The Roman Spring of Mrs.Stone, Paperback

The Roman Spring of Mrs.Stone Paperback

3.5 out of 5 (1 rating)


Mrs Stone changed from a famous, rich American actress to a notorious, very rich American widow.

But the transition took years and all that time her youth and legendary beauty slipped away.

So she escapes to Rome. But even the distractions of the Eternal City cannot stop old age wrinkling its way into her life.

Frantic, she decides to take a lover, a young and very handsome Italian, being prepared to invest in his body for good return.

But the price is too expensive. Not in money, but in her dignity.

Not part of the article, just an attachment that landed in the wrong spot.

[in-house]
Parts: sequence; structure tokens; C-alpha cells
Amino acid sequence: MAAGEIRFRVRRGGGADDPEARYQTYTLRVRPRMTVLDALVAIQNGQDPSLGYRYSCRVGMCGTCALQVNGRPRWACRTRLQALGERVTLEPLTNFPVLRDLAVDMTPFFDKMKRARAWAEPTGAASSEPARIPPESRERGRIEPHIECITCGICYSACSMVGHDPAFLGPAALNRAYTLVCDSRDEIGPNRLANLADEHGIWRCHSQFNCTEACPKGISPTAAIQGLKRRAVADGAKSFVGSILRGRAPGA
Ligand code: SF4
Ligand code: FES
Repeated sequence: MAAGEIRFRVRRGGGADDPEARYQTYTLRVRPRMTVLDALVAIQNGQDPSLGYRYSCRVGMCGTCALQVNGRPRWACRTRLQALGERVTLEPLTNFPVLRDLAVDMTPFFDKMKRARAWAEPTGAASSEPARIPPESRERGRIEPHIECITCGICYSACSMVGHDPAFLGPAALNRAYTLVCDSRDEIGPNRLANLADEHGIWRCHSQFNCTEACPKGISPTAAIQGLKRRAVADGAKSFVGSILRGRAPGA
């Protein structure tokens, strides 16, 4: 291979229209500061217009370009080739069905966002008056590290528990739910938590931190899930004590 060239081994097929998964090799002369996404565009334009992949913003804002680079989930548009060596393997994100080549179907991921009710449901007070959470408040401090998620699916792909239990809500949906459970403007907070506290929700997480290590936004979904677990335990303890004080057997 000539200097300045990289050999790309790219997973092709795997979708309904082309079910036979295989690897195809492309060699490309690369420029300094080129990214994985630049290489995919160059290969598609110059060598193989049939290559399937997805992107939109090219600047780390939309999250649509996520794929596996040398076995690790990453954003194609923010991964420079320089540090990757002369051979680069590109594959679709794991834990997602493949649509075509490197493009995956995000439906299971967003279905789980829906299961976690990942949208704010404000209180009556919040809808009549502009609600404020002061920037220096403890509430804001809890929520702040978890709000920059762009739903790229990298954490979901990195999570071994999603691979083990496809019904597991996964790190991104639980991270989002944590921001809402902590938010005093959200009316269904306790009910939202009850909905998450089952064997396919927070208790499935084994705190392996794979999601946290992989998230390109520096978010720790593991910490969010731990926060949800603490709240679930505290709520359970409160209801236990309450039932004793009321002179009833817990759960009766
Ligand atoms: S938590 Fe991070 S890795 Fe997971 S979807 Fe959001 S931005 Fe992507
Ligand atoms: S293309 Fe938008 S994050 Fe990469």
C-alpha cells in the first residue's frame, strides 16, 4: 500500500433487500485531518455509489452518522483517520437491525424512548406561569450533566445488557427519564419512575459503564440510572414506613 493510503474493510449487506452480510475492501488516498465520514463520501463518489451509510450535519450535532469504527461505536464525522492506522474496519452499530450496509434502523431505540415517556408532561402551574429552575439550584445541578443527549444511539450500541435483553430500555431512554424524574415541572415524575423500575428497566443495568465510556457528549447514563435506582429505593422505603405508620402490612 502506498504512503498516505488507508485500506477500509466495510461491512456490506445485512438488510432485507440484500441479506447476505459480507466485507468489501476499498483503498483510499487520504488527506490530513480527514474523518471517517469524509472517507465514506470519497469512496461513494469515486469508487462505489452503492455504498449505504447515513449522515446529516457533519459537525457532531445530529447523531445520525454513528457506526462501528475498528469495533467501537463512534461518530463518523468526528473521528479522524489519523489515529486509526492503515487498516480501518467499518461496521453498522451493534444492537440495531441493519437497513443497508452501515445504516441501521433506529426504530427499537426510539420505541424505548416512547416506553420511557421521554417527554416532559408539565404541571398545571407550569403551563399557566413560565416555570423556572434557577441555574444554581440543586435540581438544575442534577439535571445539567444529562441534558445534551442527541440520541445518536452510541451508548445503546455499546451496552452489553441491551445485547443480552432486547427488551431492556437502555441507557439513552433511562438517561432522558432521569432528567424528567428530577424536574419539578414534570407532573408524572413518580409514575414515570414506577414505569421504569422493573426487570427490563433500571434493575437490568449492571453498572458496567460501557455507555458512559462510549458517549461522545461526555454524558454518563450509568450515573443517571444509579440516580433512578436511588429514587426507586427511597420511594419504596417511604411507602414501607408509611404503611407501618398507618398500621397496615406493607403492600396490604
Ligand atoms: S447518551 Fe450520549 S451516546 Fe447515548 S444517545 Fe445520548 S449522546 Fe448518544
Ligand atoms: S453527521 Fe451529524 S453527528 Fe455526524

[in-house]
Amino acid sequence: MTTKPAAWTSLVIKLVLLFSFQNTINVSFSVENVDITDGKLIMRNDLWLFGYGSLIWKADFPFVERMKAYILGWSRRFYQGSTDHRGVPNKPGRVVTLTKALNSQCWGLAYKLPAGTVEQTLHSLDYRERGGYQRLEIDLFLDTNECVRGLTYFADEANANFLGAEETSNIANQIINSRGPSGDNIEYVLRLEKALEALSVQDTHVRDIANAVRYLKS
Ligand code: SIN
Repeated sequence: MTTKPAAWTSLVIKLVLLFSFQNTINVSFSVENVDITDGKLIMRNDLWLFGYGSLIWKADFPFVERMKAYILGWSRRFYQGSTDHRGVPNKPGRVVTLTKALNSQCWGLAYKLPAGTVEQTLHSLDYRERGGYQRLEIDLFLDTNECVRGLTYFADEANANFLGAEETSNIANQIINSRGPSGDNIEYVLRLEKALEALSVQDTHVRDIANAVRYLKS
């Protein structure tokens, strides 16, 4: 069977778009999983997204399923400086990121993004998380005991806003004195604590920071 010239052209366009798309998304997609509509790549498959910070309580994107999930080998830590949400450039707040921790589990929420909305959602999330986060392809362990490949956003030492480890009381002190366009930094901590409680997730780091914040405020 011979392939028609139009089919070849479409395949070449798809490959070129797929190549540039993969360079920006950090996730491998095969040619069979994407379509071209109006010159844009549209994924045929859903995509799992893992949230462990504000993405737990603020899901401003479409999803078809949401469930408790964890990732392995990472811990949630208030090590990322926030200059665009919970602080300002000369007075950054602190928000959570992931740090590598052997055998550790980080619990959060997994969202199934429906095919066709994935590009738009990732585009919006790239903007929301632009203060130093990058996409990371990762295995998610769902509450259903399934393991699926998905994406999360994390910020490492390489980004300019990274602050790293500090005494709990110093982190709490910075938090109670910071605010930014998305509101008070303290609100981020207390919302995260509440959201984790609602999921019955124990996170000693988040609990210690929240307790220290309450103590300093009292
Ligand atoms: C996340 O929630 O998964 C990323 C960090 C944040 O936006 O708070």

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The last rays of the afternoon spring sun caressed the stair of the Piazza di Spagna, in Rome. At the top, near the Egyptian obelisk of the Trinita di Monte, a beautiful young man, distinct from the multitude by the "dreadful poverty of his clothes and his stealth of manner", looks up at two women in the terrace of an ancient Palazzo.In the terrace, Mrs Stone, an american woman of a "certain grandeur which had replaced her former beauty", is trying to escape the "booming, incisive voice" of Meg Bishop, a former girlhood classmate with whom she had shared a bed in the dormitory: "Now let's stop this!" says Meg, and "at the same time she slipped an arm about Mrs Stone waist." Mrs Stone is not listening to Meg as her attention is drawn to a young couple dancing inside "in an almost stationary position and with no space between their bodies." Paolo, aware of her look, separates self-consciously. "You can't escape from public attention" roars Meg, "Let me tell you, the stock character of a middle-aged woman crazily infatuated with a pretty young boy (...) of the pimp or gigolo class..." Mrs Stone ran away from her friend and drifted aimlessly among guests and between rooms. The drift! That feeling of nothingness that started after Mr Stone died some and she retired from her great actress career, and made her do things without a reason. "But still down there, underneath the needle of stone that came from ancient Egypt, was the young man, of remarkable beauty, who had yesterday made an obscene sign to her."Paolo never fails "the sensuality of that hour" at Renato's barbershop every afternoon. In the Parruchiere per Uomo e Signora, Paolo brags to his barber, Renato, "equally handsome and only a shade less elegant", about his "protectors". "Indolence and sensuality " flowing between them, Paolo recites his adventures last summer with Signora Coogan and at the same time with Baron Waldheim, whom they both call "the Baroness", the "brief but very brilliant association" with the fashionable American lady, Mrs Jamison Walker, and now, for several months, with Mrs Stone, on whom he has great expectations because she is so much wealthier than the others. "But the defences of Mrs Stone were somewhat formidable" and Paolo wonders to himself if he will ever be able to break them. Suddenly they see Mrs Stone in front of the barbershop window, climbing out of her Cadillac. "I didn't know, said Renato almost apologetically, that she was such a great lady !"The current state of affairs between Paolo and Mrs Stone was not pleasing the Contessa. She had presented Paolo to Mrs Stone, expecting to receive half of the proceedings but Paolo was sharing nothing with her, and thought Paolo was lying since it was impossible that after some months he had not extracted any money or expensive gifts from the American. "What the Contessa failed to understand, said Paolo, was that Mrs Stone was not an ordinary lady." Although Paolo sensed a latent desire in Mrs Stone he had not been able to overcome her resistance to his advances. "There is no such thing as a great American lady" replied the irate Contessa "Great ladies do not in a nation that is less than two hundred years old." And she decided to call Mrs Stone. "He's the most charming boy in Rome, which makes it probable that he is also the most charming boy in the world." said the Contessa to Mrs Stone, adding that he was a little "marchetta", living very well without money or work. "How do you feel about such people?" asked the Contessa to which Mrs Stone replied that whe had nothing against them. "Good, good! said the old lady. (...) But make sure that you get your money's worth, cara! I think that the Signora Coogan was badly cheated." "And yet Mrs Stone could not deny to herself what she felt in her body now, for the first time, under the moon of pause which should have given her immunity to such feeling." She knew Paolo was a "little marchetta" and all he wanted from her was her money, but she could not resist her longings. And one evening, as he walked deliberately in her bedroom when she had told him that she was not dressed, and "leaned all the way down with open lips" she didn't let him complete the gesture, "her arms and her head" risen to him as the moon over water."It was true that for brief intervals in her relationship with Paolo, Mrs Stone had caught glimpses of something that she sought might be happiness." But soon after that night, they had their first quarrel. "Your were ridiculous last night" said Paolo "You asked me if I loved you." She tried to maintain her composure and he remained cool to her all afternoon. Only when she offered to buy him some new clothes in the best shops of Corso d'Italia, did he demurred and said that, unlike with Signora Coogan, he only accepted her gift because "we love each other." "He said this with such apparent simplicity and tenderness, that Mrs Stone burst into tears."One afternoon, while she was trying a fabulous diner gown of golden taffeta, Paolo bursts into her bedroom with his new grey flannel suit and pushes her aside from the mirror, never looking at her once. "Who is this boy that follows you all the time lately?", he asks her, referring to the poor young man of the Spanish stairs. "What? Who?" replies Mrs Stone. "The trouble, said Paolo darkly, is that you have made a spectacle of yourself!" Later, at diner in a restaurant, Paolo only had eyes to the young woman who was trying to feed him a red cherry, while their legs, under the table, intertwined. She left the table, suffocating, but nobody felt her absence. Near the front door she wept and murmured "What does that matter now?" and with her murmur she heard "a little sound of metallic tapping". Without looking she knew who he was: the persistent young man who had some days before discovered his nudity under a wretched coat. At that moment, Paolo appeared. "My God! Have you forgotten? You invited the Contessa and some friends to your apartment." She started to protest but he had already left and there was nothing she could do but pay and leave. "It was the most insufferable piece of rudeness to which she had ever been exposed" and she promised to herself once more that she would never again allow her dignity to be dented: "I am not going to lose my dignity no matter what happens!"They arrived late at the appointment and the Contessa, the young American film-actress she had invited as a bait to make up with Paolo, “like a lump of sugar to coax a fettlesome pony back into a stable”, and two other young ladies had already been let in to the living room by the butler. The Contessa, her tongue freed by a glass of brandy, was badly gossiping about Mrs Stone and was overheard by her hostess. Paolo, who had heard them too, entered the room while Mrs Stone remained silently at the slightly opened doorway, “recoiled in shock and horror.” Finally she entered and after the series of usual greetings, she said to the Contessa “Now, then, you can go with your story!” Paolo, meanwhile, had accompanied the young film-actress to the terrace. When, after a while, Mrs Stone followed them, Paolo was already alone. She left, he told Mrs Stone. “I told her you her hysterical.” Her dignity gone, she was swept in a “tempest of fury.” Paolo left the apartment for ever and “afterwards, she was not sure what she said to the Roman ladies.” In her empty apartment, she was alone and “drifting, drifting.” She went to the terrace and back to her room; she looked at the “white solitude of bed” and heard the clock ticking, time drifting with her. “Was anything fixed?” she thought. “Oh, yes! That figure of the solitary watcher beneath the Egyptian obelisk.” Now something was beginning to happen. She went to the terrace and waved at him with her white handkerchief- She wrapped in it a pair of keys that opened the doors to the Palazzo and throw them down towards him. In a few minutes he would be there with her and the “nothingness would be interrupted. (…) Mrs Stone looked up at the sky which gave her the impression of having suddenly paused. She smiled to herself, and whispered, Look! I’ve stopped the drift!”